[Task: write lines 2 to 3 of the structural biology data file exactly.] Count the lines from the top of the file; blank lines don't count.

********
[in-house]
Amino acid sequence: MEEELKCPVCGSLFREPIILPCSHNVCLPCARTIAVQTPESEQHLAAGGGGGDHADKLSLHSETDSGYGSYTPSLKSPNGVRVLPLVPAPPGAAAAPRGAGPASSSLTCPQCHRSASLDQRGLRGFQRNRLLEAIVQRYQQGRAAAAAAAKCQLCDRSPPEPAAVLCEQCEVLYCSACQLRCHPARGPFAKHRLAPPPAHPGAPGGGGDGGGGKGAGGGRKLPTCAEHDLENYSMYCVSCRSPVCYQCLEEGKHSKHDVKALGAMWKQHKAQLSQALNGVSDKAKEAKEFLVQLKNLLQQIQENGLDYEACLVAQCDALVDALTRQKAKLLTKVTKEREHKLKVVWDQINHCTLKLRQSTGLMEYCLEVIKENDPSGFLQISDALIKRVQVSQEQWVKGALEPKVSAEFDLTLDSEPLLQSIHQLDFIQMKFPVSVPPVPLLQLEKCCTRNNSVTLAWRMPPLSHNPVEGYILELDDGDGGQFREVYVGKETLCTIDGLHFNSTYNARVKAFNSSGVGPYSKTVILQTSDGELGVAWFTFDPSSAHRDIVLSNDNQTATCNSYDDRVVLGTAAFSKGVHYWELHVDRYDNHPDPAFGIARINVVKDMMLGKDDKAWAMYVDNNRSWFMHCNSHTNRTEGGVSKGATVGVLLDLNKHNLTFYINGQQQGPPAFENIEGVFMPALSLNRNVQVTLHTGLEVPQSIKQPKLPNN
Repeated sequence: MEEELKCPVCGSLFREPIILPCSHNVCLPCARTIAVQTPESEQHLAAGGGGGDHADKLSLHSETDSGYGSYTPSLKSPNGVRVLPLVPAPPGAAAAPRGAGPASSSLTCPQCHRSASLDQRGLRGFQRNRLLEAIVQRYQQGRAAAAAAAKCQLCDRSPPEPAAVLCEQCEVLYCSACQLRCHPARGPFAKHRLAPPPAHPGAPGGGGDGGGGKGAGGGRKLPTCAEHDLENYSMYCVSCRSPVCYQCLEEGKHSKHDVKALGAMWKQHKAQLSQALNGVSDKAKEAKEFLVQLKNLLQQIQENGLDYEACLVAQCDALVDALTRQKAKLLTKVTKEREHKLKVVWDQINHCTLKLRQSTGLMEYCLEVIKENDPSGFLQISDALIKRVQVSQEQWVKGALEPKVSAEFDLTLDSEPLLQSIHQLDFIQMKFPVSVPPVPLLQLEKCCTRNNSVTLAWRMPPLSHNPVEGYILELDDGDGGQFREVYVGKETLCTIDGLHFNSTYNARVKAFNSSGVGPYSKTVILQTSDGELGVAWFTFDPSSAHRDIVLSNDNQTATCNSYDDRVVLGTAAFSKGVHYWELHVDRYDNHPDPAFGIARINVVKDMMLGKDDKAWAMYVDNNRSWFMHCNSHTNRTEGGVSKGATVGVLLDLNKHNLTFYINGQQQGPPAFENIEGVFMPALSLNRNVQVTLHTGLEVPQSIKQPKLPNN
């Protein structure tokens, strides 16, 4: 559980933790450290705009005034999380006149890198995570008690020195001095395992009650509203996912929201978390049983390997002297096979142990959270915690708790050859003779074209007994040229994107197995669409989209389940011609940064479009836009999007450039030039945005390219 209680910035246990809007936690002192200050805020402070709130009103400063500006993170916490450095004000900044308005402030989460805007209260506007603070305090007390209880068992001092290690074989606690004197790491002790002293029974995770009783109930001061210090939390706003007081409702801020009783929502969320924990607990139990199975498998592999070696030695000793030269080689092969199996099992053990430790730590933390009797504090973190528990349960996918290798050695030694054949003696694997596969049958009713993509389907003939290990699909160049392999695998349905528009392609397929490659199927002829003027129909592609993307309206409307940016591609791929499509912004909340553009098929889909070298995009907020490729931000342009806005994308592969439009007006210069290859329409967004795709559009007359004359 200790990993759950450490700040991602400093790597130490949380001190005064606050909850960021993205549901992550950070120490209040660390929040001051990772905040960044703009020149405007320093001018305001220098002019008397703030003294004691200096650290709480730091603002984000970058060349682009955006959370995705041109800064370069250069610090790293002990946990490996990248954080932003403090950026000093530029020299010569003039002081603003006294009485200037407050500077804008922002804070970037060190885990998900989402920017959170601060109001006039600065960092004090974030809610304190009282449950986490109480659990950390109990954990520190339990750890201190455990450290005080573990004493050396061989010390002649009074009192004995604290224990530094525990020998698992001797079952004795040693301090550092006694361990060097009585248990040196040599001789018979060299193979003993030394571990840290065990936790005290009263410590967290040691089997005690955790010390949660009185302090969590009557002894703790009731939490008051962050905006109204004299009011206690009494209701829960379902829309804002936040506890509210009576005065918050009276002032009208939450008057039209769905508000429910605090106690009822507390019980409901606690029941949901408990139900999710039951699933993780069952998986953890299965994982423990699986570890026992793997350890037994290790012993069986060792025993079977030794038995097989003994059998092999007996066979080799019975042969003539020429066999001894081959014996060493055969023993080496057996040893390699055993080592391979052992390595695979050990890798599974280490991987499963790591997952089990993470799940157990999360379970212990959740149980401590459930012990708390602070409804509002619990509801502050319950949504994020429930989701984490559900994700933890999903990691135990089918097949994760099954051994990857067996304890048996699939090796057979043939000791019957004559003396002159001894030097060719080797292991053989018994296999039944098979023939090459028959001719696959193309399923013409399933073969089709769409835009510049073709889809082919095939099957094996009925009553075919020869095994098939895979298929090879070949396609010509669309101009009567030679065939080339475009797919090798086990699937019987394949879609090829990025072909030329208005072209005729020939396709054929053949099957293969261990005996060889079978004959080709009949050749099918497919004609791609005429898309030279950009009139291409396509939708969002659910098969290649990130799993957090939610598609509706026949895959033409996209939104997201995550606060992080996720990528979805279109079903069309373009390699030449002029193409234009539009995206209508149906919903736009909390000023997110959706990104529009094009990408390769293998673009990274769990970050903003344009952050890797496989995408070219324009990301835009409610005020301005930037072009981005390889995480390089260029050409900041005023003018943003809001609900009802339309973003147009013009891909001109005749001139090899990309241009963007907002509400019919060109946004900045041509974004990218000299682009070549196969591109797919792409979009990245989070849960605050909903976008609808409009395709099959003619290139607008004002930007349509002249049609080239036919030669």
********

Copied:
Amino acid sequence: MEEELKCPVCGSLFREPIILPCSHNVCLPCARTIAVQTPESEQHLAAGGGGGDHADKLSLHSETDSGYGSYTPSLKSPNGVRVLPLVPAPPGAAAAPRGAGPASSSLTCPQCHRSASLDQRGLRGFQRNRLLEAIVQRYQQGRAAAAAAAKCQLCDRSPPEPAAVLCEQCEVLYCSACQLRCHPARGPFAKHRLAPPPAHPGAPGGGGDGGGGKGAGGGRKLPTCAEHDLENYSMYCVSCRSPVCYQCLEEGKHSKHDVKALGAMWKQHKAQLSQALNGVSDKAKEAKEFLVQLKNLLQQIQENGLDYEACLVAQCDALVDALTRQKAKLLTKVTKEREHKLKVVWDQINHCTLKLRQSTGLMEYCLEVIKENDPSGFLQISDALIKRVQVSQEQWVKGALEPKVSAEFDLTLDSEPLLQSIHQLDFIQMKFPVSVPPVPLLQLEKCCTRNNSVTLAWRMPPLSHNPVEGYILELDDGDGGQFREVYVGKETLCTIDGLHFNSTYNARVKAFNSSGVGPYSKTVILQTSDGELGVAWFTFDPSSAHRDIVLSNDNQTATCNSYDDRVVLGTAAFSKGVHYWELHVDRYDNHPDPAFGIARINVVKDMMLGKDDKAWAMYVDNNRSWFMHCNSHTNRTEGGVSKGATVGVLLDLNKHNLTFYINGQQQGPPAFENIEGVFMPALSLNRNVQVTLHTGLEVPQSIKQPKLPNN
Repeated sequence: MEEELKCPVCGSLFREPIILPCSHNVCLPCARTIAVQTPESEQHLAAGGGGGDHADKLSLHSETDSGYGSYTPSLKSPNGVRVLPLVPAPPGAAAAPRGAGPASSSLTCPQCHRSASLDQRGLRGFQRNRLLEAIVQRYQQGRAAAAAAAKCQLCDRSPPEPAAVLCEQCEVLYCSACQLRCHPARGPFAKHRLAPPPAHPGAPGGGGDGGGGKGAGGGRKLPTCAEHDLENYSMYCVSCRSPVCYQCLEEGKHSKHDVKALGAMWKQHKAQLSQALNGVSDKAKEAKEFLVQLKNLLQQIQENGLDYEACLVAQCDALVDALTRQKAKLLTKVTKEREHKLKVVWDQINHCTLKLRQSTGLMEYCLEVIKENDPSGFLQISDALIKRVQVSQEQWVKGALEPKVSAEFDLTLDSEPLLQSIHQLDFIQMKFPVSVPPVPLLQLEKCCTRNNSVTLAWRMPPLSHNPVEGYILELDDGDGGQFREVYVGKETLCTIDGLHFNSTYNARVKAFNSSGVGPYSKTVILQTSDGELGVAWFTFDPSSAHRDIVLSNDNQTATCNSYDDRVVLGTAAFSKGVHYWELHVDRYDNHPDPAFGIARINVVKDMMLGKDDKAWAMYVDNNRSWFMHCNSHTNRTEGGVSKGATVGVLLDLNKHNLTFYINGQQQGPPAFENIEGVFMPALSLNRNVQVTLHTGLEVPQSIKQPKLPNN